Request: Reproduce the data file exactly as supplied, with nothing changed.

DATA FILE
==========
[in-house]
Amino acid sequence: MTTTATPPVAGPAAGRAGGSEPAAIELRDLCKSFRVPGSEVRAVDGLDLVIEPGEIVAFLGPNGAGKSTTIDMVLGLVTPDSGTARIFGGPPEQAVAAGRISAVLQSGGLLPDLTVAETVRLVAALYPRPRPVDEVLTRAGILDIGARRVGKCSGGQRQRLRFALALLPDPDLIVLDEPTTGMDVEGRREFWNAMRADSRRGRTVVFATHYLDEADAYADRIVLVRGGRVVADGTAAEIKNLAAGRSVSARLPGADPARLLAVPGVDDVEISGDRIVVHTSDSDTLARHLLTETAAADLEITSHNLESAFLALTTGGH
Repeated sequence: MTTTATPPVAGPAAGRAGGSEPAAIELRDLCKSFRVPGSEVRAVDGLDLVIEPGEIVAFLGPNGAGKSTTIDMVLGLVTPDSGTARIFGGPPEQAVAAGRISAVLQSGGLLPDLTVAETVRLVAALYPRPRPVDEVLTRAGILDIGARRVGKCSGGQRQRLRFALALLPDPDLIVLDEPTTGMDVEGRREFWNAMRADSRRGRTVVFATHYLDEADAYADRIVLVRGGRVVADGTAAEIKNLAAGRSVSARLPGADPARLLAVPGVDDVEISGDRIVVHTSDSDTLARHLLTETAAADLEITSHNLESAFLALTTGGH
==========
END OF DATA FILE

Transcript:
[in-house]
Amino acid sequence: MTTTATPPVAGPAAGRAGGSEPAAIELRDLCKSFRVPGSEVRAVDGLDLVIEPGEIVAFLGPNGAGKSTTIDMVLGLVTPDSGTARIFGGPPEQAVAAGRISAVLQSGGLLPDLTVAETVRLVAALYPRPRPVDEVLTRAGILDIGARRVGKCSGGQRQRLRFALALLPDPDLIVLDEPTTGMDVEGRREFWNAMRADSRRGRTVVFATHYLDEADAYADRIVLVRGGRVVADGTAAEIKNLAAGRSVSARLPGADPARLLAVPGVDDVEISGDRIVVHTSDSDTLARHLLTETAAADLEITSHNLESAFLALTTGGH
Repeated sequence: MTTTATPPVAGPAAGRAGGSEPAAIELRDLCKSFRVPGSEVRAVDGLDLVIEPGEIVAFLGPNGAGKSTTIDMVLGLVTPDSGTARIFGGPPEQAVAAGRISAVLQSGGLLPDLTVAETVRLVAALYPRPRPVDEVLTRAGILDIGARRVGKCSGGQRQRLRFALALLPDPDLIVLDEPTTGMDVEGRREFWNAMRADSRRGRTVVFATHYLDEADAYADRIVLVRGGRVVADGTAAEIKNLAAGRSVSARLPGADPARLLAVPGVDDVEISGDRIVVHTSDSDTLARHLLTETAAADLEITSHNLESAFLALTTGGH